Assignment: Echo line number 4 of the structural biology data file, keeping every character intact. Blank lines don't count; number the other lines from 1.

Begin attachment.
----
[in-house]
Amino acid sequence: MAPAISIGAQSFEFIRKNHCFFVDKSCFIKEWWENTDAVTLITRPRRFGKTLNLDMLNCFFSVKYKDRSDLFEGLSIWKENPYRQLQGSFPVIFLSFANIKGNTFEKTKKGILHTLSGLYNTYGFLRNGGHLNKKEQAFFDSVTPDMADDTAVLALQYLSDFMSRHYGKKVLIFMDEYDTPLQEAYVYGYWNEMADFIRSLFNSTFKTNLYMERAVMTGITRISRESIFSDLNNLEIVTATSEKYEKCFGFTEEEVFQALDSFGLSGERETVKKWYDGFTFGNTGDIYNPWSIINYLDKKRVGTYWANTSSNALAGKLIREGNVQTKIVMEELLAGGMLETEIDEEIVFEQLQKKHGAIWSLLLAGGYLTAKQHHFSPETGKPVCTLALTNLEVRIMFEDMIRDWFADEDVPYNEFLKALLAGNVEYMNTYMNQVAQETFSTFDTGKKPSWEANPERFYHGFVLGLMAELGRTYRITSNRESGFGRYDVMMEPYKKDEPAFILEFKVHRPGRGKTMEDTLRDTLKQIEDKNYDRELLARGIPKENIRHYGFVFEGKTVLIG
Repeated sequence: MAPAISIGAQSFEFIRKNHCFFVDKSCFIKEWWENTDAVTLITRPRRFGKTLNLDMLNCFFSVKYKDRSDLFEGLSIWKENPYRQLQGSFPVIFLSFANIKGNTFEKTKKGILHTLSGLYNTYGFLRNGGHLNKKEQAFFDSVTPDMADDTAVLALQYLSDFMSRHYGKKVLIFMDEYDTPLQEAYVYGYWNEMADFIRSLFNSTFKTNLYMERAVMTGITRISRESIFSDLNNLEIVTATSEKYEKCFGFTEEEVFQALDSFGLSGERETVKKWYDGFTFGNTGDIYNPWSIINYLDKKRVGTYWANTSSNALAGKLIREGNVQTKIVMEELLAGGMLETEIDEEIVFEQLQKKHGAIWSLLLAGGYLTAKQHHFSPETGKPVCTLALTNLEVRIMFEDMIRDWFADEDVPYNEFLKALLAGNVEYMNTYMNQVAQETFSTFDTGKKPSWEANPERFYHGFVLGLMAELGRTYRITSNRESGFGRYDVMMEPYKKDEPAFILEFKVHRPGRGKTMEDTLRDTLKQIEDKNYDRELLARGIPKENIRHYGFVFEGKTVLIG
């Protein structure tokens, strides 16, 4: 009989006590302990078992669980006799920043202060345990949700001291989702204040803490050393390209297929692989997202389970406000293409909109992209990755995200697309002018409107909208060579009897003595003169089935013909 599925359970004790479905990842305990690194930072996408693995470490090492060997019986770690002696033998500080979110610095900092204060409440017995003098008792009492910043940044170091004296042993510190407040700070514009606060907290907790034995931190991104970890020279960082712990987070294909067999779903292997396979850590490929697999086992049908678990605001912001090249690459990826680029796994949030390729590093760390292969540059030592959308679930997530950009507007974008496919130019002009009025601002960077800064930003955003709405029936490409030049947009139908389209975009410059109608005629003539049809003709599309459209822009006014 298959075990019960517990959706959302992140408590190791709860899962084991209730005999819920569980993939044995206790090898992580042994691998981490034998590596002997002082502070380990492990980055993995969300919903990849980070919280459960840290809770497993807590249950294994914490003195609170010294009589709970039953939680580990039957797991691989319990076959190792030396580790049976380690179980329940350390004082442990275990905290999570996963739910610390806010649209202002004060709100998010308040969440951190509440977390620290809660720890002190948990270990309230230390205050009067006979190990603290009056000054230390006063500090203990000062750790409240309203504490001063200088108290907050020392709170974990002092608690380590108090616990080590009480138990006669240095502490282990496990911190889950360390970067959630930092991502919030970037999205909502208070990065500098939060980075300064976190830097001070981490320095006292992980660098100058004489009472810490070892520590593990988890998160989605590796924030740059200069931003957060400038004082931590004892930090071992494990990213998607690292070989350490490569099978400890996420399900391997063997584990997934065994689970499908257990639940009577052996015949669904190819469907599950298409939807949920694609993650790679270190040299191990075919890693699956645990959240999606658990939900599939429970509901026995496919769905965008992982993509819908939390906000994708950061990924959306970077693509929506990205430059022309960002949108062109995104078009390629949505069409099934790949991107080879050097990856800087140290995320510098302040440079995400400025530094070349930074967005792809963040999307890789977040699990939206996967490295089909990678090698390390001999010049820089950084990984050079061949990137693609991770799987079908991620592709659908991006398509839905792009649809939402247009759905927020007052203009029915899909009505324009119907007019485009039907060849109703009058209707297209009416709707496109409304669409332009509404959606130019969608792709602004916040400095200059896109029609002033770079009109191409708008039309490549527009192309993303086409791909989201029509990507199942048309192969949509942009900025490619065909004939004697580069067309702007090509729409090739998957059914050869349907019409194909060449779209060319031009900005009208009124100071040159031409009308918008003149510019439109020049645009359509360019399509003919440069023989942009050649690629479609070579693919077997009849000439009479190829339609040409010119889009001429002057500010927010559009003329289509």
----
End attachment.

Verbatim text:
């Protein structure tokens, strides 16, 4: 009989006590302990078992669980006799920043202060345990949700001291989702204040803490050393390209297929692989997202389970406000293409909109992209990755995200697309002018409107909208060579009897003595003169089935013909 599925359970004790479905990842305990690194930072996408693995470490090492060997019986770690002696033998500080979110610095900092204060409440017995003098008792009492910043940044170091004296042993510190407040700070514009606060907290907790034995931190991104970890020279960082712990987070294909067999779903292997396979850590490929697999086992049908678990605001912001090249690459990826680029796994949030390729590093760390292969540059030592959308679930997530950009507007974008496919130019002009009025601002960077800064930003955003709405029936490409030049947009139908389209975009410059109608005629003539049809003709599309459209822009006014 298959075990019960517990959706959302992140408590190791709860899962084991209730005999819920569980993939044995206790090898992580042994691998981490034998590596002997002082502070380990492990980055993995969300919903990849980070919280459960840290809770497993807590249950294994914490003195609170010294009589709970039953939680580990039957797991691989319990076959190792030396580790049976380690179980329940350390004082442990275990905290999570996963739910610390806010649209202002004060709100998010308040969440951190509440977390620290809660720890002190948990270990309230230390205050009067006979190990603290009056000054230390006063500090203990000062750790409240309203504490001063200088108290907050020392709170974990002092608690380590108090616990080590009480138990006669240095502490282990496990911190889950360390970067959630930092991502919030970037999205909502208070990065500098939060980075300064976190830097001070981490320095006292992980660098100058004489009472810490070892520590593990988890998160989605590796924030740059200069931003957060400038004082931590004892930090071992494990990213998607690292070989350490490569099978400890996420399900391997063997584990997934065994689970499908257990639940009577052996015949669904190819469907599950298409939807949920694609993650790679270190040299191990075919890693699956645990959240999606658990939900599939429970509901026995496919769905965008992982993509819908939390906000994708950061990924959306970077693509929506990205430059022309960002949108062109995104078009390629949505069409099934790949991107080879050097990856800087140290995320510098302040440079995400400025530094070349930074967005792809963040999307890789977040699990939206996967490295089909990678090698390390001999010049820089950084990984050079061949990137693609991770799987079908991620592709659908991006398509839905792009649809939402247009759905927020007052203009029915899909009505324009119907007019485009039907060849109703009058209707297209009416709707496109409304669409332009509404959606130019969608792709602004916040400095200059896109029609002033770079009109191409708008039309490549527009192309993303086409791909989201029509990507199942048309192969949509942009900025490619065909004939004697580069067309702007090509729409090739998957059914050869349907019409194909060449779209060319031009900005009208009124100071040159031409009308918008003149510019439109020049645009359509360019399509003919440069023989942009050649690629479609070579693919077997009849000439009479190829339609040409010119889009001429002057500010927010559009003329289509």